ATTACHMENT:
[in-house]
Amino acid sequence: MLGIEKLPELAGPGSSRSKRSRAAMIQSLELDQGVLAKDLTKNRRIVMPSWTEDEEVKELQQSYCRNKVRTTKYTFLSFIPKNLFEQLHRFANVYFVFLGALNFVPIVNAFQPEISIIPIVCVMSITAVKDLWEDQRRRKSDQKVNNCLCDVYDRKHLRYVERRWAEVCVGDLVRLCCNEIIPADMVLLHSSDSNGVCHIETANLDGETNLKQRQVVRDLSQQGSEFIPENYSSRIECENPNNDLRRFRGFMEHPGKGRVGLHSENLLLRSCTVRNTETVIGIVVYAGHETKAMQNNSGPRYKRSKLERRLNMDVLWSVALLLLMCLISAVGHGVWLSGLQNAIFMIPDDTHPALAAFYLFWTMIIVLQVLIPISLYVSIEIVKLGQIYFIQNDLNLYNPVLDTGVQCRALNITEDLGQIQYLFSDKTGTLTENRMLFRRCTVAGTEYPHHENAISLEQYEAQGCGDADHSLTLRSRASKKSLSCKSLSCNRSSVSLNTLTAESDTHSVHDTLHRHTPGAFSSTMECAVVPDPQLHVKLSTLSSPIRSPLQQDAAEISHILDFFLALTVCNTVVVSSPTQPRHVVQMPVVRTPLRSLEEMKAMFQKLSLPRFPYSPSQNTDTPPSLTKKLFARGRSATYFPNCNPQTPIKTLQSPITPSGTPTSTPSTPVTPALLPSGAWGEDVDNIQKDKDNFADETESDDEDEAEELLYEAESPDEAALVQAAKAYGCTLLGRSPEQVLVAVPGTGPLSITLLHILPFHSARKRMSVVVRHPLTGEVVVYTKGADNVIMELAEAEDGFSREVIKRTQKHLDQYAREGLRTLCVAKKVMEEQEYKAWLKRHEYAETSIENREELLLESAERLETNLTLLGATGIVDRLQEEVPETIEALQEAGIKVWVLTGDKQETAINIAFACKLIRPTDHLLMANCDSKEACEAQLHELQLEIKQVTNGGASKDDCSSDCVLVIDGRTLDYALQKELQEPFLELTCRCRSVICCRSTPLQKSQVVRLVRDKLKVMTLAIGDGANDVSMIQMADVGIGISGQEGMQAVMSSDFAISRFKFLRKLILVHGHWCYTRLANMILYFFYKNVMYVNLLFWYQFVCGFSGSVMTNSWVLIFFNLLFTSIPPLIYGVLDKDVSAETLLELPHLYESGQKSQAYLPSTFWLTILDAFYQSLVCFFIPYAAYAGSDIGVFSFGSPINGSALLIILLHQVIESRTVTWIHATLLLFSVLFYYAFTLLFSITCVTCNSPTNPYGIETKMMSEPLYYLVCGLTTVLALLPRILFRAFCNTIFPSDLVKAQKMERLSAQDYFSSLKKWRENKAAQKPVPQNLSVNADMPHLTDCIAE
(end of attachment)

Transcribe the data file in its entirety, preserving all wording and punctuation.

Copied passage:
[in-house]
Amino acid sequence: MLGIEKLPELAGPGSSRSKRSRAAMIQSLELDQGVLAKDLTKNRRIVMPSWTEDEEVKELQQSYCRNKVRTTKYTFLSFIPKNLFEQLHRFANVYFVFLGALNFVPIVNAFQPEISIIPIVCVMSITAVKDLWEDQRRRKSDQKVNNCLCDVYDRKHLRYVERRWAEVCVGDLVRLCCNEIIPADMVLLHSSDSNGVCHIETANLDGETNLKQRQVVRDLSQQGSEFIPENYSSRIECENPNNDLRRFRGFMEHPGKGRVGLHSENLLLRSCTVRNTETVIGIVVYAGHETKAMQNNSGPRYKRSKLERRLNMDVLWSVALLLLMCLISAVGHGVWLSGLQNAIFMIPDDTHPALAAFYLFWTMIIVLQVLIPISLYVSIEIVKLGQIYFIQNDLNLYNPVLDTGVQCRALNITEDLGQIQYLFSDKTGTLTENRMLFRRCTVAGTEYPHHENAISLEQYEAQGCGDADHSLTLRSRASKKSLSCKSLSCNRSSVSLNTLTAESDTHSVHDTLHRHTPGAFSSTMECAVVPDPQLHVKLSTLSSPIRSPLQQDAAEISHILDFFLALTVCNTVVVSSPTQPRHVVQMPVVRTPLRSLEEMKAMFQKLSLPRFPYSPSQNTDTPPSLTKKLFARGRSATYFPNCNPQTPIKTLQSPITPSGTPTSTPSTPVTPALLPSGAWGEDVDNIQKDKDNFADETESDDEDEAEELLYEAESPDEAALVQAAKAYGCTLLGRSPEQVLVAVPGTGPLSITLLHILPFHSARKRMSVVVRHPLTGEVVVYTKGADNVIMELAEAEDGFSREVIKRTQKHLDQYAREGLRTLCVAKKVMEEQEYKAWLKRHEYAETSIENREELLLESAERLETNLTLLGATGIVDRLQEEVPETIEALQEAGIKVWVLTGDKQETAINIAFACKLIRPTDHLLMANCDSKEACEAQLHELQLEIKQVTNGGASKDDCSSDCVLVIDGRTLDYALQKELQEPFLELTCRCRSVICCRSTPLQKSQVVRLVRDKLKVMTLAIGDGANDVSMIQMADVGIGISGQEGMQAVMSSDFAISRFKFLRKLILVHGHWCYTRLANMILYFFYKNVMYVNLLFWYQFVCGFSGSVMTNSWVLIFFNLLFTSIPPLIYGVLDKDVSAETLLELPHLYESGQKSQAYLPSTFWLTILDAFYQSLVCFFIPYAAYAGSDIGVFSFGSPINGSALLIILLHQVIESRTVTWIHATLLLFSVLFYYAFTLLFSITCVTCNSPTNPYGIETKMMSEPLYYLVCGLTTVLALLPRILFRAFCNTIFPSDLVKAQKMERLSAQDYFSSLKKWRENKAAQKPVPQNLSVNADMPHLTDCIAE